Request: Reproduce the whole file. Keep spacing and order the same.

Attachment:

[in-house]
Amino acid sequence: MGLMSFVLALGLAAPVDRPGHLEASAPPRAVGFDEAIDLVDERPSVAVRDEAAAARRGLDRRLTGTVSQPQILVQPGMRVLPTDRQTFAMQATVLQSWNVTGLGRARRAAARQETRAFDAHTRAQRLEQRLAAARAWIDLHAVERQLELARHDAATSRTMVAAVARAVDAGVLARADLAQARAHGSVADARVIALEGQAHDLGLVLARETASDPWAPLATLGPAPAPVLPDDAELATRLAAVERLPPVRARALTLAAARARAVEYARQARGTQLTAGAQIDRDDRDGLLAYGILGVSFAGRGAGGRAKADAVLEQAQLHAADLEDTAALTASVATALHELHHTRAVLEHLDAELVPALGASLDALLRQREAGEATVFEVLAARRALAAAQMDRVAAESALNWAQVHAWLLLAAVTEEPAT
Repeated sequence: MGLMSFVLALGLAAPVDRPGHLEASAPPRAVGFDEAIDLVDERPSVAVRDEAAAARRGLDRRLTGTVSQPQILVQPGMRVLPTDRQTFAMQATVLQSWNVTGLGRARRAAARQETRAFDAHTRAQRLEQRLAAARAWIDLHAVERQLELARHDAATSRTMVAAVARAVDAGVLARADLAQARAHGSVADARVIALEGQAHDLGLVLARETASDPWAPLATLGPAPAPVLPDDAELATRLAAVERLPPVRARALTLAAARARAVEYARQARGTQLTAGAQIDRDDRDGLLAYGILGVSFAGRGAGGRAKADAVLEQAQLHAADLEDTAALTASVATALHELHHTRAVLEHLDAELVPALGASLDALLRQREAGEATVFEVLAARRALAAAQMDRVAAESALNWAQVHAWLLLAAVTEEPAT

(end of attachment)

[in-house]
Amino acid sequence: MGLMSFVLALGLAAPVDRPGHLEASAPPRAVGFDEAIDLVDERPSVAVRDEAAAARRGLDRRLTGTVSQPQILVQPGMRVLPTDRQTFAMQATVLQSWNVTGLGRARRAAARQETRAFDAHTRAQRLEQRLAAARAWIDLHAVERQLELARHDAATSRTMVAAVARAVDAGVLARADLAQARAHGSVADARVIALEGQAHDLGLVLARETASDPWAPLATLGPAPAPVLPDDAELATRLAAVERLPPVRARALTLAAARARAVEYARQARGTQLTAGAQIDRDDRDGLLAYGILGVSFAGRGAGGRAKADAVLEQAQLHAADLEDTAALTASVATALHELHHTRAVLEHLDAELVPALGASLDALLRQREAGEATVFEVLAARRALAAAQMDRVAAESALNWAQVHAWLLLAAVTEEPAT
Repeated sequence: MGLMSFVLALGLAAPVDRPGHLEASAPPRAVGFDEAIDLVDERPSVAVRDEAAAARRGLDRRLTGTVSQPQILVQPGMRVLPTDRQTFAMQATVLQSWNVTGLGRARRAAARQETRAFDAHTRAQRLEQRLAAARAWIDLHAVERQLELARHDAATSRTMVAAVARAVDAGVLARADLAQARAHGSVADARVIALEGQAHDLGLVLARETASDPWAPLATLGPAPAPVLPDDAELATRLAAVERLPPVRARALTLAAARARAVEYARQARGTQLTAGAQIDRDDRDGLLAYGILGVSFAGRGAGGRAKADAVLEQAQLHAADLEDTAALTASVATALHELHHTRAVLEHLDAELVPALGASLDALLRQREAGEATVFEVLAARRALAAAQMDRVAAESALNWAQVHAWLLLAAVTEEPAT